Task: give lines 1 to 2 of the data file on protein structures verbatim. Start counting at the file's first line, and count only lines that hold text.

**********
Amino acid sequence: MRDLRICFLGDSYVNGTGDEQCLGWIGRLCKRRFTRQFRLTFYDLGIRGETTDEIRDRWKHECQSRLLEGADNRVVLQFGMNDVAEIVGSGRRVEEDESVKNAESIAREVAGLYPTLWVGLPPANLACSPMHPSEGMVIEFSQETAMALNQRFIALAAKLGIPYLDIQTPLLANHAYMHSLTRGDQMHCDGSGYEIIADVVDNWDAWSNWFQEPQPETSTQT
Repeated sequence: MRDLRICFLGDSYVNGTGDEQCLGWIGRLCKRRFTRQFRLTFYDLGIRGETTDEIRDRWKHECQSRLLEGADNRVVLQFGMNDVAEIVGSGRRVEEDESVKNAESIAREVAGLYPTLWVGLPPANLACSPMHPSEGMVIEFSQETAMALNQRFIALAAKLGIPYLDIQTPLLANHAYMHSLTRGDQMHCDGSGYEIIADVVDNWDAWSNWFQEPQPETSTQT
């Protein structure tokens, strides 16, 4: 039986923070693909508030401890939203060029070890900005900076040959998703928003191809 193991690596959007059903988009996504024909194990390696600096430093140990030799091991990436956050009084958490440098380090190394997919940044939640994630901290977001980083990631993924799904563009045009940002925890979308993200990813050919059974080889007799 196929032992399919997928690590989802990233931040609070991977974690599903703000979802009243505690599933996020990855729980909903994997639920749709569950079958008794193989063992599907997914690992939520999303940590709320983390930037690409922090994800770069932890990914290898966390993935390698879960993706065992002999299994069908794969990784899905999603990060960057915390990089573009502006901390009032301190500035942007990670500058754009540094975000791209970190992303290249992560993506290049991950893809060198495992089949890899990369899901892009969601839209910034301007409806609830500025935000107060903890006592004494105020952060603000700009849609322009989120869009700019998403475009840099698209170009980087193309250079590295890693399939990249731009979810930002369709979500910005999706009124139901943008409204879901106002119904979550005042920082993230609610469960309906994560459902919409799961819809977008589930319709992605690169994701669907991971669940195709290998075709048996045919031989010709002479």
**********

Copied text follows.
Amino acid sequence: MRDLRICFLGDSYVNGTGDEQCLGWIGRLCKRRFTRQFRLTFYDLGIRGETTDEIRDRWKHECQSRLLEGADNRVVLQFGMNDVAEIVGSGRRVEEDESVKNAESIAREVAGLYPTLWVGLPPANLACSPMHPSEGMVIEFSQETAMALNQRFIALAAKLGIPYLDIQTPLLANHAYMHSLTRGDQMHCDGSGYEIIADVVDNWDAWSNWFQEPQPETSTQT
Repeated sequence: MRDLRICFLGDSYVNGTGDEQCLGWIGRLCKRRFTRQFRLTFYDLGIRGETTDEIRDRWKHECQSRLLEGADNRVVLQFGMNDVAEIVGSGRRVEEDESVKNAESIAREVAGLYPTLWVGLPPANLACSPMHPSEGMVIEFSQETAMALNQRFIALAAKLGIPYLDIQTPLLANHAYMHSLTRGDQMHCDGSGYEIIADVVDNWDAWSNWFQEPQPETSTQT